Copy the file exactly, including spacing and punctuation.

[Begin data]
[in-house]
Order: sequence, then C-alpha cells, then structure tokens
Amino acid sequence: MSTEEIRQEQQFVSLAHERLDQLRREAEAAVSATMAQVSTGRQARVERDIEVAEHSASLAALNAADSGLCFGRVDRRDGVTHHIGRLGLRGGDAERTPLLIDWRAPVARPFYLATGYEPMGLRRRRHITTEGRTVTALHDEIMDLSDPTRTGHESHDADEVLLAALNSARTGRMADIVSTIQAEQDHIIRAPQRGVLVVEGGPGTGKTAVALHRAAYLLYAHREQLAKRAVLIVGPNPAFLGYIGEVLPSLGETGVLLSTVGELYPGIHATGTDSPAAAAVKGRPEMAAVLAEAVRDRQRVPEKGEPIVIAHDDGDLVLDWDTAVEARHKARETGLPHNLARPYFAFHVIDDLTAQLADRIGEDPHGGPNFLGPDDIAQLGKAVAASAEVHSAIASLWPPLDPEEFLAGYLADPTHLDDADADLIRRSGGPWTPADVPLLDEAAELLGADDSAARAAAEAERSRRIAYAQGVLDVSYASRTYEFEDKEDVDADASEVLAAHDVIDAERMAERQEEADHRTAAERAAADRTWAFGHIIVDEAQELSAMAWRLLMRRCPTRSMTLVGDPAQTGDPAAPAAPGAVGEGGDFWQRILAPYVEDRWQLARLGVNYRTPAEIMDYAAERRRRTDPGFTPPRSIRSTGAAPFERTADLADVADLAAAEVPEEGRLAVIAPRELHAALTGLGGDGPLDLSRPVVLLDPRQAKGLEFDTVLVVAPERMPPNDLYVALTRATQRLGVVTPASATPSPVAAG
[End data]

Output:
[in-house]
Order: sequence, then C-alpha cells, then structure tokens
Amino acid sequence: MSTEEIRQEQQFVSLAHERLDQLRREAEAAVSATMAQVSTGRQARVERDIEVAEHSASLAALNAADSGLCFGRVDRRDGVTHHIGRLGLRGGDAERTPLLIDWRAPVARPFYLATGYEPMGLRRRRHITTEGRTVTALHDEIMDLSDPTRTGHESHDADEVLLAALNSARTGRMADIVSTIQAEQDHIIRAPQRGVLVVEGGPGTGKTAVALHRAAYLLYAHREQLAKRAVLIVGPNPAFLGYIGEVLPSLGETGVLLSTVGELYPGIHATGTDSPAAAAVKGRPEMAAVLAEAVRDRQRVPEKGEPIVIAHDDGDLVLDWDTAVEARHKARETGLPHNLARPYFAFHVIDDLTAQLADRIGEDPHGGPNFLGPDDIAQLGKAVAASAEVHSAIASLWPPLDPEEFLAGYLADPTHLDDADADLIRRSGGPWTPADVPLLDEAAELLGADDSAARAAAEAERSRRIAYAQGVLDVSYASRTYEFEDKEDVDADASEVLAAHDVIDAERMAERQEEADHRTAAERAAADRTWAFGHIIVDEAQELSAMAWRLLMRRCPTRSMTLVGDPAQTGDPAAPAAPGAVGEGGDFWQRILAPYVEDRWQLARLGVNYRTPAEIMDYAAERRRRTDPGFTPPRSIRSTGAAPFERTADLADVADLAAAEVPEEGRLAVIAPRELHAALTGLGGDGPLDLSRPVVLLDPRQAKGLEFDTVLVVAPERMPPNDLYVALTRATQRLGVVTPASATPSPVAAG